Main statistical findings

Main statistical findings
The EU fruit and fresh vegetable sector is polarised between a few Member States responsible for the largest proportions of production, trading and processing, and several others that account individually for almost negligible volumes. Two thirds of the EU-28 population consume at least one portion of fruit and vegetables a day.

Fresh vegetables: holdings, areas and production
Almost 1 million holdings cultivated fresh vegetables

According to the most recent (2013) farm structure survey, almost 920 000 holdings grew fresh vegetables, which was 12.4 % of all European farms with an arable area. Nearly half (49.4 %) of those holdings were in just three countries: Romania (22.1 %), Poland (15.4 %) and Spain (11.9 %). By contrast, 15 countries accounted for shares of less than 1 % each (Figure 1).

The average area in the EU devoted to fresh vegetables per holding was 1.7 ha: the largest area was observed in the United Kingdom

Two Member States devoted areas to growing fresh vegetables which were much higher than the average: the United Kingdom (17.4 ha) and the Netherlands (10.3 ha). In 13 Member States, the average area devoted to fresh vegetables was below the EU average. These included Romania and Bulgaria (both 0.3 ha) and Lithuania (0.1 ha). This meant that, on the one hand, 14.0 % of the EU fresh vegetable area was on farms growing fresh crops on less than 1 ha. Such farms accounted for 79.5 % of all holdings cultivating vegetables. On the other hand, 20.5 % of holdings with at least 1 ha dedicated to fresh vegetables accounted for 86.0 % of the EU’s total area devoted to growing vegetables (Figure 2).

7.2 % of all European fresh vegetables were grown on land given over to cultivation under glass or other high accessible cover. However, the figure was much higher in Spain (17.2 %) and Italy (13.3 %).

Fresh vegetables were grown on almost 2.2 million hectares in the EU, nearly half of which were in Italy, Spain and Poland

In 2015, almost 2.2 million hectares of land in the EU was used to produce vegetables for fresh consumption and for processing. This amounts to 1.9 % of all EU arable land (Table 1, Figure 3). Melon and strawberry production is also included in the figure[2]. Melons, tomatoes, peppers, eggplants, courgettes, cucumbers and gherkins covered more than a quarter (27.6 %) of this area. Root, tuber & bulb vegetables, such as carrots, radishes, onions, shallots and garlic came second (18.8 %), followed closely (17.8 %) by the diverse group of leafy and stalked vegetables (such as lettuce, spinach, chicory, endives, asparagus, artichokes, etc.). Fresh pulses (mainly peas and beans) were produced on 13.0 % of the vegetable area, brassicas (cabbages, cauliflowers and broccoli) on 12.4 % and strawberries on 4.9 %.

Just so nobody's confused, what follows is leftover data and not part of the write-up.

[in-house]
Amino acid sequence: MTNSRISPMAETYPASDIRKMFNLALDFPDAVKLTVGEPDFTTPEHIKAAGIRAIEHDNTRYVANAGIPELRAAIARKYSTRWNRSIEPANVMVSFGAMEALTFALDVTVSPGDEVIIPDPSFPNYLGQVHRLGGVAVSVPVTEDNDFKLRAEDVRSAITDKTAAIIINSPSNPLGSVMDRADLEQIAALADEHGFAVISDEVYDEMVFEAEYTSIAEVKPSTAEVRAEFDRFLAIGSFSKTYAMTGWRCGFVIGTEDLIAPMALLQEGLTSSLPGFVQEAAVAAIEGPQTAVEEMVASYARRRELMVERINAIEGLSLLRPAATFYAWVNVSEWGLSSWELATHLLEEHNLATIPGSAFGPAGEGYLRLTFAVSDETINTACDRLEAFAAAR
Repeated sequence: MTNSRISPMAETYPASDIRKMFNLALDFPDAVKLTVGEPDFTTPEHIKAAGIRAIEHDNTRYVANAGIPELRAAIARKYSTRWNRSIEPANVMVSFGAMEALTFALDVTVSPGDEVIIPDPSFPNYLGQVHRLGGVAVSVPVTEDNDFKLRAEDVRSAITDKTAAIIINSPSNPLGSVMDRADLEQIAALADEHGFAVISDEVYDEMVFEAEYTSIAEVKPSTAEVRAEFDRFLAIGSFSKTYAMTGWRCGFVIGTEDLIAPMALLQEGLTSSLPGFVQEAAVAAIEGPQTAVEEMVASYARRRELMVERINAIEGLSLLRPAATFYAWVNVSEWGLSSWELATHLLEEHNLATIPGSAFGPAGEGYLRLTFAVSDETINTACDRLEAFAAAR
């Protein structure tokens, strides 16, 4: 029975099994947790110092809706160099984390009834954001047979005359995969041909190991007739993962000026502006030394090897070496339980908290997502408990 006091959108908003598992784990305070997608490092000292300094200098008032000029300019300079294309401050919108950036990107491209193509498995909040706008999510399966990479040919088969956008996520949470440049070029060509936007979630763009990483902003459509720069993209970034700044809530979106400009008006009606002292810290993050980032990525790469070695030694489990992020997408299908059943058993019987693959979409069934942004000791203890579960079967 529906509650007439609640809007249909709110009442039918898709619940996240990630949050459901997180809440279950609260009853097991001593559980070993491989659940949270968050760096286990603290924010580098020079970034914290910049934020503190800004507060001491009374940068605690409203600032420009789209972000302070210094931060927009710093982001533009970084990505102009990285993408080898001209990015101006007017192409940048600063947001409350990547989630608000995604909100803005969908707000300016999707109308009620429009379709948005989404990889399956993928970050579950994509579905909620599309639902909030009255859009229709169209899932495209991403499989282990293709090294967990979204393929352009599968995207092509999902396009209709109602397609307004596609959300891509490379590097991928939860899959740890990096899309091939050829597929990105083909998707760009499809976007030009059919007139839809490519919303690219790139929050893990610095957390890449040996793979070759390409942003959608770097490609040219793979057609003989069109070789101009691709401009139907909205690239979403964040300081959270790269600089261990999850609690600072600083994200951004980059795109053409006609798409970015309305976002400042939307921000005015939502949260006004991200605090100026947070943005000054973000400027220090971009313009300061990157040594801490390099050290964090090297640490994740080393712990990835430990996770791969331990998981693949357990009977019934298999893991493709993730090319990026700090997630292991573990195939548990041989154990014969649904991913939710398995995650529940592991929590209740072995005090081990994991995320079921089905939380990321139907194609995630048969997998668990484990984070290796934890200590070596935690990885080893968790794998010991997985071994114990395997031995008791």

Almost half (47.2 %) of the vegetable area was located in just three Member States. These were Italy (19.5 %), Spain (16.6 %) and Poland (11.1 %). This first group was followed by a second group made up of France (10.9 %) and Romania (7.1 %).

Among individual vegetable crops, tomatoes occupied the largest area, accounting for 11.7 % of the total vegetable area (Table 2). The areas used to grow tomatoes were predominately in Italy (41.9 %) and Spain (22.8 %), followed at a distance by Romania (9.5 %), Portugal (7.3 %) and Greece (6.7 %).

For production, the pattern was mostly the same: Italy and Spain were the leading countries, harvesting 36.3 % and 27.4 % of all EU tomatoes respectively. Portugal (8.0 %) and Greece (6.2 %) were third and fourth.

In Romania, tomato production accounted for just 2.6 %. By contrast, the Netherlands harvested 5.0 % of all European tomato production, even though the country cultivated a mere 0.7 % of the European area devoted to tomatoes.

Vegetable production takes up on average 2 % of arable land in EU, with Malta having the largest area of arable land dedicated to fresh vegetables

The amount of land devoted to growing fresh vegetables varied widely across the EU: in the EU as a whole, 1.9 % of all arable land was dedicated to fresh vegetables. In some Member States, the figure was well above the EU average, with the highest proportion in Malta (22.3 %), followed by the Netherlands (7.7 %), Italy (6.0 %) and Belgium (5.5 %). By contrast, in 11 countries the figure was less than 1 %.

Fresh vegetables were grown on 1 in 8 arable farms in the EU (12.4 %), with shares varying from 60.5 % in Lithuania and 36.0 % in Bulgaria to only 1 % in Ireland (Figure 4).

85 000 hectares of organic fresh vegetables: 53.4 % in Poland, France and Italy

Organic vegetable farming was practised on 2.5 % of EU holdings cultivating fresh vegetables and on 5.3 % of the area dedicated to these crops. 12.6 % of all certified organic farms grew organic fresh vegetables. However, the area devoted to organic fresh vegetables made up just 1.3 % of all certified organically managed hectares.

Over half (53.6 %) of the total area dedicated to organic fresh vegetable cultivation was located in just three Member States: Poland (19.8 %), France (17.3 %) and Italy (16.5 %). These three were followed by Germany (13.0 %) and Spain (10.0 %) (Table 3).

Posted on Listopad 13, 2017 in Bez kategorii

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